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How to Rescue Failing Software Projects

How to Rescue Failing Software Projects

Conventional wisdom says that when a software project is in trouble, adding resources will only make it later.  In many situations, though, that’s just not true.

We’ve found that there are specific patterns where help from outside can make a dramatic positive difference in a project.  Here are three such patterns:

  • Missing key skills or experience. Sometimes the current project team is “figuring things out as they go.”  If it’s your own folks, then you will often (though not always) know this ahead of time and have planned for it.  Where things go sideways is when an outside vendor doesn’t staff your project appropriately; worst, you may not know until a good ways into the project.  The good news is that in this situation, bringing in people who’ve “been there, done that”  can get you headed in the right direction quickly.  In some cases the properly-skilled team can work alongside the existing team, preserving continuity; in other cases it’s more appropriate to have the new folks take over entirely.  What you want to look for here: a) the right expertise, obviously; b) humility and collaborativeness, as evidenced by lack of NIH; c) creativity, to leverage as much as possible of what’s already been done; and d) the honesty to tell you which parts can’t be salvaged.
  • Subdivide and offload. Take a look at the activities your team is doing.  Are the most time-consuming tasks also the most valuable?  If not, check whether these time-consuming tasks are difficult to offload to someone else.   For example: one company’s developers and testers were spending a lot of time debugging false-positive test failures.  There was a medium-term fix, which was to stabilize the test suite for reproducibility (see the next pattern), but while that was in progress there was a need for a couple of engineers who could separate the real bugs from the test artifacts, ideally overnight (so offshore time zone was an advantage, not an impediment).  Spinning up that activity immediately gave the core team 40% of their time back.  In some ways this pattern is the opposite of the missing-skills pattern.  For missing-skills you bring in help for the hardest parts of the project (or at least the parts that are hardest for your current team, because of their experience gap), while for subdivide-and-offload the help is often for the easier or less interesting parts of the work.  What you need here: a) a team that has a well-oiled process for Knowledge Transfer (KT); b) a a time-consuming activity that your team really needs to offload.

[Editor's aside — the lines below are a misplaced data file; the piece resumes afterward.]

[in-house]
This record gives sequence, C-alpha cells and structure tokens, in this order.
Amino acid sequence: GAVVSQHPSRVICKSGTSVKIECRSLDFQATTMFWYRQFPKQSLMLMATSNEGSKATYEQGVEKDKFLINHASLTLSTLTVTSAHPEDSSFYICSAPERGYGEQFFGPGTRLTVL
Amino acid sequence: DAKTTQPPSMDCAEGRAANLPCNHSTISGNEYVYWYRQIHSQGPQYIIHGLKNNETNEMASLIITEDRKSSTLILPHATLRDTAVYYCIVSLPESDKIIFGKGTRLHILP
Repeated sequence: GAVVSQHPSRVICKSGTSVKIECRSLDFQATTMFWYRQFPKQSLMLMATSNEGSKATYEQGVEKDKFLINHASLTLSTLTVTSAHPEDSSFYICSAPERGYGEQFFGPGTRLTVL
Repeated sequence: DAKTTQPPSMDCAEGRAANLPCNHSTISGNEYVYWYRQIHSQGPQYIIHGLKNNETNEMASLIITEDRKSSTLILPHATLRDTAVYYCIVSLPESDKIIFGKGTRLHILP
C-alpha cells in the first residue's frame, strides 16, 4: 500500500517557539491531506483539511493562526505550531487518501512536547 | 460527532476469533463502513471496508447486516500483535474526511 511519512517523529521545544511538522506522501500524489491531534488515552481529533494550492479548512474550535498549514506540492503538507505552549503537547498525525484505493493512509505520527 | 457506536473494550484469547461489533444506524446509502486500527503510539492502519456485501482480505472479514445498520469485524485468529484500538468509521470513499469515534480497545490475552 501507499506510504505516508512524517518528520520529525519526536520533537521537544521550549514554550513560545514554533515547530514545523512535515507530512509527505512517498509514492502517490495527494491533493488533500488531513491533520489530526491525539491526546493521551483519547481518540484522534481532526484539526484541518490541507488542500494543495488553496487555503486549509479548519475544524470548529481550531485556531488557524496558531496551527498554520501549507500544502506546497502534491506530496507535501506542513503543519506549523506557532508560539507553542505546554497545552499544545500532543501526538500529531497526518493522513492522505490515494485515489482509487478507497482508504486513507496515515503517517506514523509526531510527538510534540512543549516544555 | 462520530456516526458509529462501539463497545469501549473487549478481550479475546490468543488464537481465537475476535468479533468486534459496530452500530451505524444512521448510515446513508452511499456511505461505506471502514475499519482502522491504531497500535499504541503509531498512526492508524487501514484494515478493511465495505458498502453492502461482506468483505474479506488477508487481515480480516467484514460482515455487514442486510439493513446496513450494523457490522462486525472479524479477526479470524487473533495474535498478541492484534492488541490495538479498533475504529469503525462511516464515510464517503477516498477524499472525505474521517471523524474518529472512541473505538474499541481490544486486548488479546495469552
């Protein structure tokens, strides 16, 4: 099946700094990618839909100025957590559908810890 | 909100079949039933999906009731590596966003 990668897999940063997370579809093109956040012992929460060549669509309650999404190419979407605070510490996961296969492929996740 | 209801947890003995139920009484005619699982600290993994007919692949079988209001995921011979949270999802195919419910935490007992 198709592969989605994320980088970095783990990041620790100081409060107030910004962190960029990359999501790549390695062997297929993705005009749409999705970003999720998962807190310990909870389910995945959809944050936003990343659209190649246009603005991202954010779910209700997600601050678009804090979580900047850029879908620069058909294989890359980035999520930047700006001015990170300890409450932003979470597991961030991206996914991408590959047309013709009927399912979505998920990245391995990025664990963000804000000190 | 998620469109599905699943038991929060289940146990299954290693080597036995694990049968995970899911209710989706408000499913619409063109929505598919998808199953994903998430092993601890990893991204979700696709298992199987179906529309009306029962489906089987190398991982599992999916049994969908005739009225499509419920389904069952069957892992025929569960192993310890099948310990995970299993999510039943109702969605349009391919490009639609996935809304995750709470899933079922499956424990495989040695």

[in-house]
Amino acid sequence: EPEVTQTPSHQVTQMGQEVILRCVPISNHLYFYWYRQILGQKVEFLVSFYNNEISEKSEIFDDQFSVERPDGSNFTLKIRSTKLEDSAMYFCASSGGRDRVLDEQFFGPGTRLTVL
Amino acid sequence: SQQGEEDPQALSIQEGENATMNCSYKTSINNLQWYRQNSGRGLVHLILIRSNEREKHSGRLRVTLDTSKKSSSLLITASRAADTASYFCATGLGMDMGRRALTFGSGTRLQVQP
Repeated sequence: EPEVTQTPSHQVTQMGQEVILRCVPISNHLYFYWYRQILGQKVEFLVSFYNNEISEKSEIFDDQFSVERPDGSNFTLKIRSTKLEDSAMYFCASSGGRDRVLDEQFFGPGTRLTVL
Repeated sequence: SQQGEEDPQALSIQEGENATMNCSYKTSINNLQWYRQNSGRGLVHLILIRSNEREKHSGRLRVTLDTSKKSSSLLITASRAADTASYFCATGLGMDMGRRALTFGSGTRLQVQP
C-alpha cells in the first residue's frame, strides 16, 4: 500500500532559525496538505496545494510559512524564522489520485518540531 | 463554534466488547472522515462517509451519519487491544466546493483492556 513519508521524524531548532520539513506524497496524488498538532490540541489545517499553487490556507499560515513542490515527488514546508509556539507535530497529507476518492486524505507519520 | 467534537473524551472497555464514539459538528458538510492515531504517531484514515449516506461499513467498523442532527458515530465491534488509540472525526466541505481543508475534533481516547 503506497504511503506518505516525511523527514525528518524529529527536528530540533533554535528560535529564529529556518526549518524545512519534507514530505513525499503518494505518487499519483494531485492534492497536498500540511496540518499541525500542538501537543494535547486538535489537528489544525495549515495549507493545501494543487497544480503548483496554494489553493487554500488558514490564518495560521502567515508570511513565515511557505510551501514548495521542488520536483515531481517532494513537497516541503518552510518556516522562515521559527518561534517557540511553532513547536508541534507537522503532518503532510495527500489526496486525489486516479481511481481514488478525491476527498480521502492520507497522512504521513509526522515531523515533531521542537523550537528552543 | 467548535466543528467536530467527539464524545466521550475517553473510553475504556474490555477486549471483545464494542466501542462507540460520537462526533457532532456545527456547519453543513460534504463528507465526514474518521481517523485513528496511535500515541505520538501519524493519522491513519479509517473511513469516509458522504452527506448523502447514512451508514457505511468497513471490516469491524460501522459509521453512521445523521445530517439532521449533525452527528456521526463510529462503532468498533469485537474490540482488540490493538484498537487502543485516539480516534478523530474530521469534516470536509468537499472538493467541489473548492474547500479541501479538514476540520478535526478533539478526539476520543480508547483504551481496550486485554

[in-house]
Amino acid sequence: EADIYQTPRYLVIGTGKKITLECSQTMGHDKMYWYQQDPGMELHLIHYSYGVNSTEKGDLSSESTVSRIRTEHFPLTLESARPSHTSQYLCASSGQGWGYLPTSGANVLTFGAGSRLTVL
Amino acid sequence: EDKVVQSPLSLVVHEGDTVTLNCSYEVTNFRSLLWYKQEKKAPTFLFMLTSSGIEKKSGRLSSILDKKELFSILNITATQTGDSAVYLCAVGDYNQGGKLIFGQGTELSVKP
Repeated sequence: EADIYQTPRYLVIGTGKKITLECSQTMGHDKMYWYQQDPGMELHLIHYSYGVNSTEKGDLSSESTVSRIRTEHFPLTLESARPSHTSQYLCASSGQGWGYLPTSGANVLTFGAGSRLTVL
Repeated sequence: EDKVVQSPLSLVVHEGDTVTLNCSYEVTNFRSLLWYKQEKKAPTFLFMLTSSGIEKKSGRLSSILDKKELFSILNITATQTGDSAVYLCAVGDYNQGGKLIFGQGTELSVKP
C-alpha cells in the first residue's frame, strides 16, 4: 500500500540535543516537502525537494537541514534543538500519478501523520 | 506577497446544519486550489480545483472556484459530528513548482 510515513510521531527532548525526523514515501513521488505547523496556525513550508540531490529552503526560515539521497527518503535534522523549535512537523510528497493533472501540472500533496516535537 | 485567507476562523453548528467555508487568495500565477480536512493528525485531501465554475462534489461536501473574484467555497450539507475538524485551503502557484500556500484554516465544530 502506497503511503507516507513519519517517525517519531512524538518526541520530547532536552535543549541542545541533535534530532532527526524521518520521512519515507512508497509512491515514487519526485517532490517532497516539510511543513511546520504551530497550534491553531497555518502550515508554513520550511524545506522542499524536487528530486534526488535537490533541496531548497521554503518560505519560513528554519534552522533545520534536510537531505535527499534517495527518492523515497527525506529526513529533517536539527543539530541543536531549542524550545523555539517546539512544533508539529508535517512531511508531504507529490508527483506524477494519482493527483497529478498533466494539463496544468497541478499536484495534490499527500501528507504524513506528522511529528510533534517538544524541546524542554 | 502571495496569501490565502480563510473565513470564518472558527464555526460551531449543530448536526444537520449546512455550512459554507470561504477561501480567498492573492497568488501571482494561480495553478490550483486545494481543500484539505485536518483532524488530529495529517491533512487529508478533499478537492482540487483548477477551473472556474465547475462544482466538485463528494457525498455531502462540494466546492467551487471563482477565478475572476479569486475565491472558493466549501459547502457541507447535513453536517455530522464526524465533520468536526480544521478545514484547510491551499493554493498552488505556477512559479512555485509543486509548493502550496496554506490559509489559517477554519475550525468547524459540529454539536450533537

• Technical debt. In the example above, the unreliable test suite was a textbook case of technical debt.  Technical debt is all the stuff that slows your team down relative to how fast you could go if you had done it.  Some types of tech debt reduction can be hard to parallelize – for example, a pent-up need for refactoring.  But other types of tech debt can absolutely be addressed by additional resources working in parallel with your core team.  Tooling and automation of all sorts.  Test backlog – stabilizing the environment, automating manual cases, adding coverage.  Bug backlog.  Static analysis warnings.  When a project get late these sort of hygiene activities often get sacrificed, which creates a vicious cycle that ends up making you even more late.  Getting help from outside can keep things from getting worse.  What you want here: a) ideally, a shop with expertise in tech debt reduction; b) at minimum, strong capabilities in tooling and automation; c) good communication skills, to understand your existing system and start adding value quickly.

When a project is going badly it’s tough to decide whether to power through with the existing approach or make a change.  As in other areas of software engineering, we’ve found that patterns – like the above – can help.

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